From Crisis to Crisis: Analyzing the Post-COVID World


Crisis breeds crisis. This is also true for pandemics like Spanish flu, Bubonic plague while including all other pandemics which wreaked havoc throughout history. Apart from health crisis and fatalities, they had an appalling effect on socio-political and economic systems around the Globe. Spanish flu killed almost one third of population of world, reduced the GDP of countries from 2-6% while personal spending dropped by 8%. Politically, it had a great role in outbreak of World War I and started the process of decolonization, changing world map eventually for forever. The recent pandemic, COVID-19, is another global pandemic which is bound to have adverse effects and post-pandemic world may look different from present world.

In economic arena, on one side the economies around the globe has been observing a decline in GDP growth while on the other hand, it has generated a renewed debate on crisis of Capitalism which inevitably increased inequality. This is visible from the fact that while millions lost their jobs and combined earning of poor fell by $ 3.7 trillion, the wealth of billionaires sky-rocketed.

Moreover, it shook liberal political order when democratic countries failed to respond effectively to crisis. There was a lack of cooperation in sharp contrast to liberal aspirations. The contribution of international organizations also seemed irrelevant. Worst effected countries had to rely on self-help and on the capacity of their own state’s health systems.

Meanwhile, China who is leading the revival of authoritarianism also lead the resilience against COVID-19 has won discourse war over handling of this pandemic. Great threats are looming over democracy and on whole liberal political order as well. There are voices calling for a deep need to rethink the global political system. It could be redrawn taking into account the lessons learnt from experiences of free democracies as well as autocratic regimes.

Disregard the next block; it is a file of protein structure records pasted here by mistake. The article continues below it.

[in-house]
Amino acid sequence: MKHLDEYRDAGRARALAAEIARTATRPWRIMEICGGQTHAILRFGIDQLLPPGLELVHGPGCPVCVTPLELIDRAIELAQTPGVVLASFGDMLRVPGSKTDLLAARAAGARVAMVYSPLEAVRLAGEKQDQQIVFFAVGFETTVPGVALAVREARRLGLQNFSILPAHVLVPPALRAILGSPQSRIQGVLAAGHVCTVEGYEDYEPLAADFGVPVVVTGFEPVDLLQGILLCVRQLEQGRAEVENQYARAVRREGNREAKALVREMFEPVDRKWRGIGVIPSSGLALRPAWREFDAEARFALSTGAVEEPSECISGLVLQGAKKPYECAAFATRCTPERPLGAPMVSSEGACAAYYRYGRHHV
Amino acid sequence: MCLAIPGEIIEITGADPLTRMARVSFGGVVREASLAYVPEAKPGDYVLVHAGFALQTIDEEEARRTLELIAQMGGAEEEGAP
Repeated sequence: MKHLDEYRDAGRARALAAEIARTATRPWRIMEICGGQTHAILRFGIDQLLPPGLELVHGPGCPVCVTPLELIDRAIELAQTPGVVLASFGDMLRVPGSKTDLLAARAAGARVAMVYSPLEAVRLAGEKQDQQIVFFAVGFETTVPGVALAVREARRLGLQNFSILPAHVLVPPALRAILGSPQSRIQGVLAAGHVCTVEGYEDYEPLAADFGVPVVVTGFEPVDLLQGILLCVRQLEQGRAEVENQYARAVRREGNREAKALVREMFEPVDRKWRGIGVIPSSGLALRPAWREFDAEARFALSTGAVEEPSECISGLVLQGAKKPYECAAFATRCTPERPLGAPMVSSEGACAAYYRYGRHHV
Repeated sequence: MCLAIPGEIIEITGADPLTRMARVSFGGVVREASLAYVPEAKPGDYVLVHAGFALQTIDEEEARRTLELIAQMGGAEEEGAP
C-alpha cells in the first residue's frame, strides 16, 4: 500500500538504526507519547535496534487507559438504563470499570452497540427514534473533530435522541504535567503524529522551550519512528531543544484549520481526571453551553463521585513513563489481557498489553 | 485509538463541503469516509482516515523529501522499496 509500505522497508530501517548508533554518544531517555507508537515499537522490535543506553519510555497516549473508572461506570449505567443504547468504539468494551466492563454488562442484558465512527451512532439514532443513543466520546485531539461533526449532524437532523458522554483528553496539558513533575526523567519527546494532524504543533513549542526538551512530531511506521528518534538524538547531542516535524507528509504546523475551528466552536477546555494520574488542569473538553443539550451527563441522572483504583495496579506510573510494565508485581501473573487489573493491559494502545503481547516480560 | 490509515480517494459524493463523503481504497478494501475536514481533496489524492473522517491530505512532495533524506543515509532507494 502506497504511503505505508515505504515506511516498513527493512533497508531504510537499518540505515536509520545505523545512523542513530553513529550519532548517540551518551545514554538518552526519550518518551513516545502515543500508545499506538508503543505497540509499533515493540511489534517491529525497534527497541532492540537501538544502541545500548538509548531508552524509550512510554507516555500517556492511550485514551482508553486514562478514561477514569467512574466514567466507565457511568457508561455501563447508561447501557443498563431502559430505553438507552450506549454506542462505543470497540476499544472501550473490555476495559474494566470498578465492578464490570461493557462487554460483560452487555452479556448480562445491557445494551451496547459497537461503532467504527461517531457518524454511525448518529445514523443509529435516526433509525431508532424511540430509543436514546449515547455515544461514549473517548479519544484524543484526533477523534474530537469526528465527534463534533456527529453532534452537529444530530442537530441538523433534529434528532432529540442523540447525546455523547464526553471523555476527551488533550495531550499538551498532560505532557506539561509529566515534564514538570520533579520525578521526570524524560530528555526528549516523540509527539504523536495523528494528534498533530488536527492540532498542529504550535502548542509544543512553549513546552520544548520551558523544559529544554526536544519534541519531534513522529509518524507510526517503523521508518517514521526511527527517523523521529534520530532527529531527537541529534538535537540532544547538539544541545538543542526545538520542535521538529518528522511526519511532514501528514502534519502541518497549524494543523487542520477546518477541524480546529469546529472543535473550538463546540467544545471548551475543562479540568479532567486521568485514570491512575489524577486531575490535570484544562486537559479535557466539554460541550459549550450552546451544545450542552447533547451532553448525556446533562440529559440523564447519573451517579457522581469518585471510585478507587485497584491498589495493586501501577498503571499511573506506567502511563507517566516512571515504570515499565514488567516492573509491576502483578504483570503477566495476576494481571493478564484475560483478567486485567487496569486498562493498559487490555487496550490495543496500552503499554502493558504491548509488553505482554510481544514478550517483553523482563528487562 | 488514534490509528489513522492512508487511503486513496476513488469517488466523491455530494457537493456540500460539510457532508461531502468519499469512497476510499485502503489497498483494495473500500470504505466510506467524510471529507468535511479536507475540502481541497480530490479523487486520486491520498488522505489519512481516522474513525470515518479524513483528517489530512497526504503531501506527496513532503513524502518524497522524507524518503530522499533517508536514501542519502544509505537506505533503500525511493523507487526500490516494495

Francis Fukuyama’s theory of liberal democracy as a final form of human government is more severely challenged now than ever. The post pandemic world will be an example of competition between democracy and autocracy as competing models of governance. This narrative suggests that history has restarted again and will move in similar pattern as it has reached to this very point, i.e. progression from one socio-economic epoch to another. Unfortunately, this will be a backward slide if this happens.

There is a dire need to understand that the challenges for liberal political order are twofold at the moment. Apart from the outer pressure, it is experiencing a mid-life crisis. The system has certainly not delivered what it actually promises. On one hand, democracy while promising an inclusive, pluralistic, free society and suggesting collective action, raises the standards so high. While on the other hand, the performance of democratic countries is not up to the mark. For example, the spread of COVID-19 in India is largely because of election rallies and kumb festival. In the United States, vaccination program saw racist trends. The rate of vaccination of native and Blacks was 26% lower than their infection and death rate. This represents a gloomy picture of situation.

Moreover, the borderless nature of pandemic demanded global cooperation during and after the pandemic but volatile national and international security environment suggests that there may be less. Globalization and global agendas may remain on backseat post pandemic and nationalism will dominate any debate about global cooperation.

Furthermore, the world was already experiencing the rise of right-wing populist movements who can maneuver such crisis for their favor, fueling social disintegration and adding to further deterioration of democratic norms and values. They can easily manipulate dissatisfied and frustrated people to further their illiberal projects. Anti-immigration, Racism, Xenophobia, Islamophobia will see a further surge post-pandemic and the graph of attacks on homosexuals, Muslims, non-natives etcetera may see a hike. Simultaneously, politics of vaccination between countries has also given impetus to nationalism and this may impede the progress of global agendas in future.

To conclude, either the west have to do enormous work to limit the after-shocks of pandemic at domestic and global level or the post COVID paradigm shift may not be in its favor. There is an enormous need to extend cooperation in health sector, ensure equal and effective vaccination program for wealthy as well as poor countries and aid to stabilize the weak economies and third world countries. There is a dire need to improve the functioning of International Organizations to make them more effective institutions for global response to global issues in future. Moreover, governments should promote and extend more egalitarian policies and programs to help societies recover from the bane of extremist right-wing.

Ayesha Amjad
Ayesha Amjad
Student of International Relations in National Defense University (NDU), Pakistan.


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